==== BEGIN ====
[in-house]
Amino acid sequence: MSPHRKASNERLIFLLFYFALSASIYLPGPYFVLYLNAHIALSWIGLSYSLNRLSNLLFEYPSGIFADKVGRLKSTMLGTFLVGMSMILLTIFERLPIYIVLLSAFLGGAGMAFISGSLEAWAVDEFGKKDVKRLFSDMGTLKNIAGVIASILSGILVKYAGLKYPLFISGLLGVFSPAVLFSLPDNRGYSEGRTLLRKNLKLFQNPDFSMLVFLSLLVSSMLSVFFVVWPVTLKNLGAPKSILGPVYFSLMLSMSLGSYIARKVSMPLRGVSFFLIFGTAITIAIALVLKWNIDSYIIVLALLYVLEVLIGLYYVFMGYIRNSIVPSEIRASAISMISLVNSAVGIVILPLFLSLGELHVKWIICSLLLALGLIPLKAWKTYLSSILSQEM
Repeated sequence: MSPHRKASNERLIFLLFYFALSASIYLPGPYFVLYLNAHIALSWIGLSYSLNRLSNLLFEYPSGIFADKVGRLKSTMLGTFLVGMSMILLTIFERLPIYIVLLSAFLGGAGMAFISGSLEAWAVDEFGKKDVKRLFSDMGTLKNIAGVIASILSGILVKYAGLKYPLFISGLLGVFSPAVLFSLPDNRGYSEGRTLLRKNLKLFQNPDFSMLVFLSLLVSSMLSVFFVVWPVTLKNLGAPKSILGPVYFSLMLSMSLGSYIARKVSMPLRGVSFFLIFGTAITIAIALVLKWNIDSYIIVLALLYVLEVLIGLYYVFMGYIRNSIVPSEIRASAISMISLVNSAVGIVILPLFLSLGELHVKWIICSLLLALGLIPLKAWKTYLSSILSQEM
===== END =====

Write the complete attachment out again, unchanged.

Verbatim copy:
[in-house]
Amino acid sequence: MSPHRKASNERLIFLLFYFALSASIYLPGPYFVLYLNAHIALSWIGLSYSLNRLSNLLFEYPSGIFADKVGRLKSTMLGTFLVGMSMILLTIFERLPIYIVLLSAFLGGAGMAFISGSLEAWAVDEFGKKDVKRLFSDMGTLKNIAGVIASILSGILVKYAGLKYPLFISGLLGVFSPAVLFSLPDNRGYSEGRTLLRKNLKLFQNPDFSMLVFLSLLVSSMLSVFFVVWPVTLKNLGAPKSILGPVYFSLMLSMSLGSYIARKVSMPLRGVSFFLIFGTAITIAIALVLKWNIDSYIIVLALLYVLEVLIGLYYVFMGYIRNSIVPSEIRASAISMISLVNSAVGIVILPLFLSLGELHVKWIICSLLLALGLIPLKAWKTYLSSILSQEM
Repeated sequence: MSPHRKASNERLIFLLFYFALSASIYLPGPYFVLYLNAHIALSWIGLSYSLNRLSNLLFEYPSGIFADKVGRLKSTMLGTFLVGMSMILLTIFERLPIYIVLLSAFLGGAGMAFISGSLEAWAVDEFGKKDVKRLFSDMGTLKNIAGVIASILSGILVKYAGLKYPLFISGLLGVFSPAVLFSLPDNRGYSEGRTLLRKNLKLFQNPDFSMLVFLSLLVSSMLSVFFVVWPVTLKNLGAPKSILGPVYFSLMLSMSLGSYIARKVSMPLRGVSFFLIFGTAITIAIALVLKWNIDSYIIVLALLYVLEVLIGLYYVFMGYIRNSIVPSEIRASAISMISLVNSAVGIVILPLFLSLGELHVKWIICSLLLALGLIPLKAWKTYLSSILSQEM